Mary Schaffer: Dual Role as Professor and Student

Mary Schaffer runs marathon.

When Mary Schaffer returns to the classroom at the start of the fall 2012 semester, it will be as both a professor and a student.

Schaffer not only teaches in CSUN’s Department of Cinema and Television Arts but is also a graduate student in the Department of Kinesiology, where her area of interest is exercise and “older people.”

“I call them ‘my people,’” she said, laughing. “I’m 63.”

Even with the potential of retirement glistening in the future, Schaffer shows no signs of slowing down. She was recently elected vice president for academic relations of the Broadcast Education Association. She already has a varied career history that includes stints as a television producer (during a time when women were a scarcity in the newsroom), the first producer of “Morning Edition” on National Public Radio in Washington D.C. and the director of production at Disney Interactive Studios. So, her return to life as a student is part of Schaffer’s next career goal: teaching classes in exercise movement for older people.

“You’re more apt to do something if the person training you is the same age you are,” Schaffer said. “Older people don’t like 29-year-olds training them. It’s hard to explain to a 29-year-old trainer that your knee and hip ache. But when older people who exercise tell me about stiffness or pain, I understand very well.”

Schaffer developed an interest in exercise for the older population after running her first marathon eight years ago. She currently runs a half-marathon each month and one or two full marathons every year, often running with people 20-plus years her senior.

“I once ran a marathon called ‘Grandma’s Marathon,’ and I ran with a guy who was 87 years old,” said Schaffer. “I’m seeing older people run, and I’m also seeing people ask me how they can improve their physical well-being.”

Research she recently conducted as part of a class indicates that “older people” represent one of the fastest-growing segments of the population.

“According to the U.S. Census Bureau, the number of Americans age 65 and older will rise from 40.2 million to 54.8 million by 2020,” she said. “In eight years there will be 14 million senior citizens, and by 2030, one-fifth of Americans will be over the age of 60.”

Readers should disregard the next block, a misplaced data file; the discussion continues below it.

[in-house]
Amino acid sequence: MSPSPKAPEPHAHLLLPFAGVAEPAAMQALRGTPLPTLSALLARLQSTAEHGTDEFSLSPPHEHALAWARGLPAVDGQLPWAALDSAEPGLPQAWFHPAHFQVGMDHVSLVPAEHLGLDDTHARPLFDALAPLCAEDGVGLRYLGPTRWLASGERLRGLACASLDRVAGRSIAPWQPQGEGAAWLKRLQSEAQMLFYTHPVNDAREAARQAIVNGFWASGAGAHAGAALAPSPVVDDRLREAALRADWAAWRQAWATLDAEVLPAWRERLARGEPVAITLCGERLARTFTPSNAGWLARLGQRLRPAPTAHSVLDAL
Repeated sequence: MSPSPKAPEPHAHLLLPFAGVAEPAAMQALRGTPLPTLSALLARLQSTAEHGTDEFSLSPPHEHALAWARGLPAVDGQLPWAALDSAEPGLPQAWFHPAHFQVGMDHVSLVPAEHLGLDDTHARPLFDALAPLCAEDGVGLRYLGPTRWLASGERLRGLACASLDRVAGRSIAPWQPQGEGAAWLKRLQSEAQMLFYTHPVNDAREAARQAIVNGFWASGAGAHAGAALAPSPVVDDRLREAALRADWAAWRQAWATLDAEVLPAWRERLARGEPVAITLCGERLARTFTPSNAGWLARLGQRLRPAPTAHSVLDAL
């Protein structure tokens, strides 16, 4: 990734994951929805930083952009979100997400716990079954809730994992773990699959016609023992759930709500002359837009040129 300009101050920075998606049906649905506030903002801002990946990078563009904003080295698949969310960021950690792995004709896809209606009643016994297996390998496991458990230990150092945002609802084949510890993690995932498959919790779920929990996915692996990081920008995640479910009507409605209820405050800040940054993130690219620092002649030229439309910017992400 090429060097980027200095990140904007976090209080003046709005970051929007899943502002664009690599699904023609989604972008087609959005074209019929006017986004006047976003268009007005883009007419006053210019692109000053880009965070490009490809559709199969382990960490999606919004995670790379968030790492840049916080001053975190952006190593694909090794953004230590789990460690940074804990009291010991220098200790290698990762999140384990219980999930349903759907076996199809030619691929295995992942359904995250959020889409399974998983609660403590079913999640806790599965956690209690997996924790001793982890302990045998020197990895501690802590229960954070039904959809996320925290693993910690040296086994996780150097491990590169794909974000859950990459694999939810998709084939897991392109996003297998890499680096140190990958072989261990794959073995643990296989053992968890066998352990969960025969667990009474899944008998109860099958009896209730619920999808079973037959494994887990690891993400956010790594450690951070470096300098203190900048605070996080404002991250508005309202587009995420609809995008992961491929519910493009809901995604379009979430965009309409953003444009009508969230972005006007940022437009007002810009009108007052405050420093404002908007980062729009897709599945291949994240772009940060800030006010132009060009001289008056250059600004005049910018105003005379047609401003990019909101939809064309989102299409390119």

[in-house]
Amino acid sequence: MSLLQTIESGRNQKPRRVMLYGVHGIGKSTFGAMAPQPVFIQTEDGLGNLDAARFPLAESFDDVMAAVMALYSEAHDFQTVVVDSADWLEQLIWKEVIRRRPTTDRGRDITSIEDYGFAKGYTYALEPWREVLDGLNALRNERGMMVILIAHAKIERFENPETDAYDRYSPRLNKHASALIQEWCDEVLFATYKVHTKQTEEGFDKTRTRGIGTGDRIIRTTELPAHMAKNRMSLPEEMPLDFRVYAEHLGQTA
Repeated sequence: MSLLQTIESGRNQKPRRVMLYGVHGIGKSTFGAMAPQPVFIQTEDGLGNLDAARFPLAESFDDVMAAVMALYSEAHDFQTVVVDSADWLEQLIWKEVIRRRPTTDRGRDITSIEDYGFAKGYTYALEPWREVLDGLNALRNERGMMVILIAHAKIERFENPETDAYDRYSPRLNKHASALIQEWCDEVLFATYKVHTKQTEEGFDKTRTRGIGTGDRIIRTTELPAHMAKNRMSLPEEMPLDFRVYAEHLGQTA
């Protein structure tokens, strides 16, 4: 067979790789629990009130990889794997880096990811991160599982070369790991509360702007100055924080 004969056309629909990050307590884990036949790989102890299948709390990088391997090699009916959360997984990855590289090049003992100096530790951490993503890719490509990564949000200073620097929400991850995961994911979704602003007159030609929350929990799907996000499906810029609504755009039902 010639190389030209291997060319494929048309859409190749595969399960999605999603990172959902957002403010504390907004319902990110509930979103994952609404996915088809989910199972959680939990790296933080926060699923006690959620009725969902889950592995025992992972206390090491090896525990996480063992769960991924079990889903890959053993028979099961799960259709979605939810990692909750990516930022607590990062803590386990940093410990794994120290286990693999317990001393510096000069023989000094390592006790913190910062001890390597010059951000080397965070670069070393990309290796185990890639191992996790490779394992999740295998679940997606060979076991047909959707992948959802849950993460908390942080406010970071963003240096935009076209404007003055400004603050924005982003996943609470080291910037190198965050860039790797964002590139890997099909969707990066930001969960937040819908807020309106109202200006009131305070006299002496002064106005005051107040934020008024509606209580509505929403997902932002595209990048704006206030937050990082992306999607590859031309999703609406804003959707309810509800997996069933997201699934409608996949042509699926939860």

In her dual role of professor and student, Schaffer said that exercise, healthy eating and time management are crucial. It’s advice she not only follows but also dispenses to students, especially during hectic finals periods. When her students appear frazzled by finals, she recommends—via demonstration—an invigorating round of jumping jacks.

“Do jumping jacks for 10 minutes, and it will improve your attitude, get oxygen to your brain and you’ll feel refreshed and not as stressed,” she said. “If you don’t want to do jumping jacks, go for a walk around the block, get a hula hoop … do something.

“I’ve actually had students email me and say, ‘It works!’”

Her tutelage not only helps students manage the stress of finals week but also prepares them to become successful producers of multimedia who are recognized for their work both on- and off-campus. Her students have placed in competitions offered by the National Association of Broadcasters and received the prestigious J. Michael Brinkman Scholarship. Brinkman, for whom the scholarship is named for, was a leading figure in Hollywood’s broadcast and post-production communities and was a founding member of the Hollywood Post Alliance. Most recently, one of her CVTA students was awarded a Fulbright Scholarship to Malaysia for January 2013.

Schaffer is thankful for the wonderful relationships she has with students, both those she teaches and those with whom she attends class.

“I’m surrounded by wonderful students at CSUN,” she said. “My students are innovative and creative, and the students I attend class with are accepting and fun and curious about why I’m doing this. All the graduate students in kinesiology have embraced me and welcomed me, even though I’m really old compared to them.”

Deciding to return to student life at 63 might strike some as unusual, but for Schaffer, it was a no-brainer.

“It’s what I tell my students: If you don’t try it, you won’t know … You can’t let fear get in the way. You can’t put roadblocks in your way. You have to move ahead. You might find something you’re really passionate about.”